Recycling Satellites in Orbit

October 25, 2011 by  
Filed under Eco, Eco Tech, Recycle

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The Defense Advanced Research Projects Agency (DARPA) has its eye on $300 billion worth of obsolete, failed, and non-functioning satellites in geosynchronous orbit, with an eye toward collecting working parts from them to be recycled and used on new satellites . Unlike an earlier satellite recycling proposal that was more about refueling and extending the life of old satellites, the DARPA Phoenix Program would harvest the useful components from satellites that are no longer functioning for use on new satellites. For satellites in high, geosynchronous orbits, a lot of energy has been used to put those pieces in that location. If antennas, solar panels, and other components can be collected and re-used there could be significant recycling. Theoretically, it would also be possible to launch satellites without these components, making for a lighter payload which could be easier and less expensive to launch, and then attach the salvaged parts to them to make the new satellites fully functional. It’s better than getting rid of them with giant lasers ! via: BoingBoing

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Recycling Satellites in Orbit

The World’s Best Solar Power Regions are the Coldest Locales

October 25, 2011 by  
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Large expanses of desert have received most of the attention when it comes to large solar power installations, but a new study published in Environmental Science & Technology says that the world’s coldest regions are actually some of the best places for solar power generation. The study found that the Himalaya Mountains, the Andes and Antarctica are some of the most ideal solar power locations, with the ability to produce more energy per hectare than the world’s deserts .  The Himalayas could provide power to China, while the polar regions see 24 hours of sunlight a day for half the year. The study used weather data to account for any decrease in solar cell output due to freezing temperatures, snow fall and transmission losses when calculated the areas’ power generation potential. Research bases on Antarctica already successfully make use of solar and wind power for electricity, but transmitting power generated at the poles or deep in the Himalayas to places towns and cities will likely prove to be the biggest hurdle to these solar power “hot spots.” via Fast Company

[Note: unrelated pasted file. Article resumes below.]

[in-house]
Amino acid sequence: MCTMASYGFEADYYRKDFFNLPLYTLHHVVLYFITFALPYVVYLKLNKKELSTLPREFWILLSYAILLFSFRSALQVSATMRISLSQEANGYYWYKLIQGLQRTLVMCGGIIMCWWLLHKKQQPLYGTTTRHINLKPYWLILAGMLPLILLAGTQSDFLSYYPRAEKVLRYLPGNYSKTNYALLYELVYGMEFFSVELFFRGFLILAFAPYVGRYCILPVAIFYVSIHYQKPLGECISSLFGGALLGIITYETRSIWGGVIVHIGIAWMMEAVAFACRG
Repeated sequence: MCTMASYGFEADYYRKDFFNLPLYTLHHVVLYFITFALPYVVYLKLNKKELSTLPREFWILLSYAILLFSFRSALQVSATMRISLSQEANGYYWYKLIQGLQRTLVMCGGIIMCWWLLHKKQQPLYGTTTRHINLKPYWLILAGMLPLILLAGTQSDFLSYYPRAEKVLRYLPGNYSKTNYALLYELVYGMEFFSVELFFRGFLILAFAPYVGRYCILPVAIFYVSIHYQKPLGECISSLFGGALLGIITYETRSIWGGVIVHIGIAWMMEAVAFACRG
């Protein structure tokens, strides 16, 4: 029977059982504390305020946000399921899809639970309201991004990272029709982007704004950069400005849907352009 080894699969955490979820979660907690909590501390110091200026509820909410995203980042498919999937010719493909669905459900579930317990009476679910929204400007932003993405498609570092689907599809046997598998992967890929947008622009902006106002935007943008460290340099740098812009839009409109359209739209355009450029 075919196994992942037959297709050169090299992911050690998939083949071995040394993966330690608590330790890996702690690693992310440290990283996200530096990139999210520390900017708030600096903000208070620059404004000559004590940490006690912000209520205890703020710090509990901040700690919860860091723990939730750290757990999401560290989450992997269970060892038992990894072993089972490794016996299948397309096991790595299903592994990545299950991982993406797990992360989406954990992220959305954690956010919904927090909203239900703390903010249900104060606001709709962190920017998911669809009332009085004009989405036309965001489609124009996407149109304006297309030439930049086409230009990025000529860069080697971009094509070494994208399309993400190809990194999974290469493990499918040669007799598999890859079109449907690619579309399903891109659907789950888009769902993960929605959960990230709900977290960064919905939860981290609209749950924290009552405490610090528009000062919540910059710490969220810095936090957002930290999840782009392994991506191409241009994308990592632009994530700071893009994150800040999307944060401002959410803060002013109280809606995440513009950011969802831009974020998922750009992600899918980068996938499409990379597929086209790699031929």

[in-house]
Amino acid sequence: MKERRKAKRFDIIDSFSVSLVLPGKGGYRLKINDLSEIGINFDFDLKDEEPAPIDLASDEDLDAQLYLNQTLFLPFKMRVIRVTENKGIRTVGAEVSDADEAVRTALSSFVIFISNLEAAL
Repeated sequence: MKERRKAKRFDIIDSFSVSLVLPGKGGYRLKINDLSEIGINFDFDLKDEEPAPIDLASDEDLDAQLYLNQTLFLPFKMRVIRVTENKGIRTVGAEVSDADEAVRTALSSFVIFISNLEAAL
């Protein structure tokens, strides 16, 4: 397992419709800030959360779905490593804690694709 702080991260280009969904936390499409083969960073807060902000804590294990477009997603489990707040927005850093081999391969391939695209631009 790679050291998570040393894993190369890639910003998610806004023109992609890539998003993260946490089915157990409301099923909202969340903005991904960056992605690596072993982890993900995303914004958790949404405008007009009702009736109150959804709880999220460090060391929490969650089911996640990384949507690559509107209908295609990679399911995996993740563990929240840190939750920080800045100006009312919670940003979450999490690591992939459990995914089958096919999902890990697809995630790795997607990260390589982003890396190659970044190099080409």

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The World’s Best Solar Power Regions are the Coldest Locales

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